I met up with friend-of-the-blog Country Club Bill this weekend in Jordan, where he’s been the past couple weeks. While not on the itinerary going into this summer, the opportunity to check out Jordan during the first days of Ramadan was too good to pass up. Also, with my first month at Akademie Solitude coming to a close, it was nice to reconnect with a familiar face and take a second short-notice trip to the Middle East this half decade. (See: Tel Aviv, in 2011, for the other.)
-Started off with a couple days at a Dead Sea resort. Was unable to sink myself in the salty waters, which was pretty cool. Coated up with healing mud, so I now look much younger and vitalized. Probably the coolest part about the Dead Sea was how much little kids screamed after their parents forced them into the water. If you have any cuts or scrapes, the water really burns. My nipples were so chafed after twenty minutes or so. Plus, with the high saline factor in the water, it evaporates extremely slowly–so the kids couldn’t get the burning off. Really cool though. The sea itself is pretty narrow, and shrinking rapidly, since its feeder (the River Jordan) is all sucked up by local agriculture. A guy could probably float across over to the Israel side in an afternoon if he was so inclined. In lieu of that, the lights of Jerusalem were easily seen at night beyond a ridge on the other side.
-After dominating CCB at foosball, I felt pretty good about myself and considered trying to hustle some of the German guys who were at the health spa part of the resort. It’s a good thing I didn’t. (In full disclosure, CCB did win the billiards portion of our bar sports competition with a nice comeback effort in an epic 35-minute game of eight-ball. That’s one game, 35 minutes. It was not pretty.)
-Walking around Amman was great. I wasn’t exactly sure what to expect, this being my first time in the Muslim world, but everyone was really cool. Sure, walking around the Old City at midnight on the first night of Ramadan carries with it a fair amount of anxiety at first. (Is it okay to walk by the Mosque? Yes. Is it okay to take pictures? Apparently. Is the secular cafe we went to that serves food during fasting times and alcohol at night going to get shot up? No.) All of this amplified by the fact that there were a couple pro-ISIS rallies in Amman [CORRECTION: the rallies were in Ma’an, a city in a southern province that is known to be less stable than Amman.] the days before I arrived; with the ISIS advance on Baghdad being the very reason CCB was relocated to Jordan in the first place. So some vigilance was in order, sure. I feel like we stuck out quite a bit, although it wasn’t really a big deal in the end. We were respectful of them and they respected us. The Hashemite Kingdom of Jordan is known as an exception in a region of great upheaval.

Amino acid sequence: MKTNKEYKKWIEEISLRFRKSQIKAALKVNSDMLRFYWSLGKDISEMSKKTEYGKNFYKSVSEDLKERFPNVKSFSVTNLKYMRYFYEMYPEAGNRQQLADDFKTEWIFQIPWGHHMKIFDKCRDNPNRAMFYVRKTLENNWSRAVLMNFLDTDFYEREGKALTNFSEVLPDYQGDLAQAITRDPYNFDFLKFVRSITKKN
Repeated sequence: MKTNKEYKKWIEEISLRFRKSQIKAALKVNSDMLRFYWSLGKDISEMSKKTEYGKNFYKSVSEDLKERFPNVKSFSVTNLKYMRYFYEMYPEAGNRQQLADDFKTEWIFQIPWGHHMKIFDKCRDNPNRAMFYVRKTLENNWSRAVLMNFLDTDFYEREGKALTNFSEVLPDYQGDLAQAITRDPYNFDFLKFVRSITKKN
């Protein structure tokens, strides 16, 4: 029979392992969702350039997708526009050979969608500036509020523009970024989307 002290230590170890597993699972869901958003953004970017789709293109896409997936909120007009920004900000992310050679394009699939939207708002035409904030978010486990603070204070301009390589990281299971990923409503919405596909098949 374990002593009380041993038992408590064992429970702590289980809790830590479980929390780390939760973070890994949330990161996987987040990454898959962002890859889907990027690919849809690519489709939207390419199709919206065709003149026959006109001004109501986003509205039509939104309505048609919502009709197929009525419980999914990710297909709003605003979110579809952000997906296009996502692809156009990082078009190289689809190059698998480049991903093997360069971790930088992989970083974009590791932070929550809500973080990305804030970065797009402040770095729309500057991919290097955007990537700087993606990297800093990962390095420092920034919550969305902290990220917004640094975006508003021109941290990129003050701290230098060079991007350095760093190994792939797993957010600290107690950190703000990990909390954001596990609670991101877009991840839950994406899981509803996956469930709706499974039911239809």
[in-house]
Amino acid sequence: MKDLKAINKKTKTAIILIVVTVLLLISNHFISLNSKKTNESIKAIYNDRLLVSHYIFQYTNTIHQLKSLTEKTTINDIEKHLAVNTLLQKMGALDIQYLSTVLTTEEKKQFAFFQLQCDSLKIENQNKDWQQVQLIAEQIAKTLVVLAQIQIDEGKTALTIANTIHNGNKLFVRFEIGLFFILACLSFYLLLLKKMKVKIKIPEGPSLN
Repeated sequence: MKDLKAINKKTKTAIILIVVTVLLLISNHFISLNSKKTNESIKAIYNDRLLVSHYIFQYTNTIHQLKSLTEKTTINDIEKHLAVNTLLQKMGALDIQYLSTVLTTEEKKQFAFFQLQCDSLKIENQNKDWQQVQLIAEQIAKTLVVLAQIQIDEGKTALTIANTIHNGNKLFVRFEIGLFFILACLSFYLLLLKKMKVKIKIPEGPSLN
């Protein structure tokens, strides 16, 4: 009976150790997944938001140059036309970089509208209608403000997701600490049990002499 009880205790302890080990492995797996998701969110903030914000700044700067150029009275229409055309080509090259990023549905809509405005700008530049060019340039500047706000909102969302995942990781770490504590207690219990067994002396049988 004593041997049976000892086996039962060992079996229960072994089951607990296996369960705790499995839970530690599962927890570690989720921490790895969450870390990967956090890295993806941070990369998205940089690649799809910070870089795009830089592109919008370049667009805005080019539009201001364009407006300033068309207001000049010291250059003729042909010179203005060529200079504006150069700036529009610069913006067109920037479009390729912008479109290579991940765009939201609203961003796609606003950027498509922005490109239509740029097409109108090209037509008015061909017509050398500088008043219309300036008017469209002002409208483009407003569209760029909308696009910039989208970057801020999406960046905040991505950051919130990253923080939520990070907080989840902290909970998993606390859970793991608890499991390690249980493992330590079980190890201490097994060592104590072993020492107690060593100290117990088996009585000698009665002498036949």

-Hearing the muezzin’s first call to prayer from a minaret during Ramadan was amazing. We were out on the patio at Wild Jordan cafe, which has some of the best views of the city. Unforgettable.
-On my last night we returned to the Old City for some hummus and pickled veggies in an alleyway restaurant. I guess the big feasts don’t start until later in the month, but even the “snack” version was too much for us to finish. Jordanians sure can eat! We also stopped in at a speakeasy to watch some World Cup before I headed to the airport for my 330am flight back to Germany.
-Back to the grind here in Stuttgart now. My family is coming soon and they’re expecting a book when they get here. I’m on it!